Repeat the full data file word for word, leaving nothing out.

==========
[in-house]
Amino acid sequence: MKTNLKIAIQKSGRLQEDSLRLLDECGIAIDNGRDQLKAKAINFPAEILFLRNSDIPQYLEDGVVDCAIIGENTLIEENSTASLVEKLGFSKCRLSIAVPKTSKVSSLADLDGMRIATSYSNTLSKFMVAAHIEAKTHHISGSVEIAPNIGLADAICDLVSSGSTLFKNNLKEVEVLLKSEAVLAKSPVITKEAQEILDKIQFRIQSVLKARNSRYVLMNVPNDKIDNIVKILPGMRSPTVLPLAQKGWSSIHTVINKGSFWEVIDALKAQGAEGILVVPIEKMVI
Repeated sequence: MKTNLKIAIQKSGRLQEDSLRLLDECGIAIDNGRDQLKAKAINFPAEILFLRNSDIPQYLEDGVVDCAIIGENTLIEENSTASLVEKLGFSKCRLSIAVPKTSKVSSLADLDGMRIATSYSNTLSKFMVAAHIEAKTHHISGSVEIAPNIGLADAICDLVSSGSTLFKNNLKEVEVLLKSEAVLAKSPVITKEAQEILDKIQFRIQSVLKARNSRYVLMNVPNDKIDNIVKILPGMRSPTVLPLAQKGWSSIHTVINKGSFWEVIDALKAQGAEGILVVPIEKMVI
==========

[in-house]
Amino acid sequence: MKTNLKIAIQKSGRLQEDSLRLLDECGIAIDNGRDQLKAKAINFPAEILFLRNSDIPQYLEDGVVDCAIIGENTLIEENSTASLVEKLGFSKCRLSIAVPKTSKVSSLADLDGMRIATSYSNTLSKFMVAAHIEAKTHHISGSVEIAPNIGLADAICDLVSSGSTLFKNNLKEVEVLLKSEAVLAKSPVITKEAQEILDKIQFRIQSVLKARNSRYVLMNVPNDKIDNIVKILPGMRSPTVLPLAQKGWSSIHTVINKGSFWEVIDALKAQGAEGILVVPIEKMVI
Repeated sequence: MKTNLKIAIQKSGRLQEDSLRLLDECGIAIDNGRDQLKAKAINFPAEILFLRNSDIPQYLEDGVVDCAIIGENTLIEENSTASLVEKLGFSKCRLSIAVPKTSKVSSLADLDGMRIATSYSNTLSKFMVAAHIEAKTHHISGSVEIAPNIGLADAICDLVSSGSTLFKNNLKEVEVLLKSEAVLAKSPVITKEAQEILDKIQFRIQSVLKARNSRYVLMNVPNDKIDNIVKILPGMRSPTVLPLAQKGWSSIHTVINKGSFWEVIDALKAQGAEGILVVPIEKMVI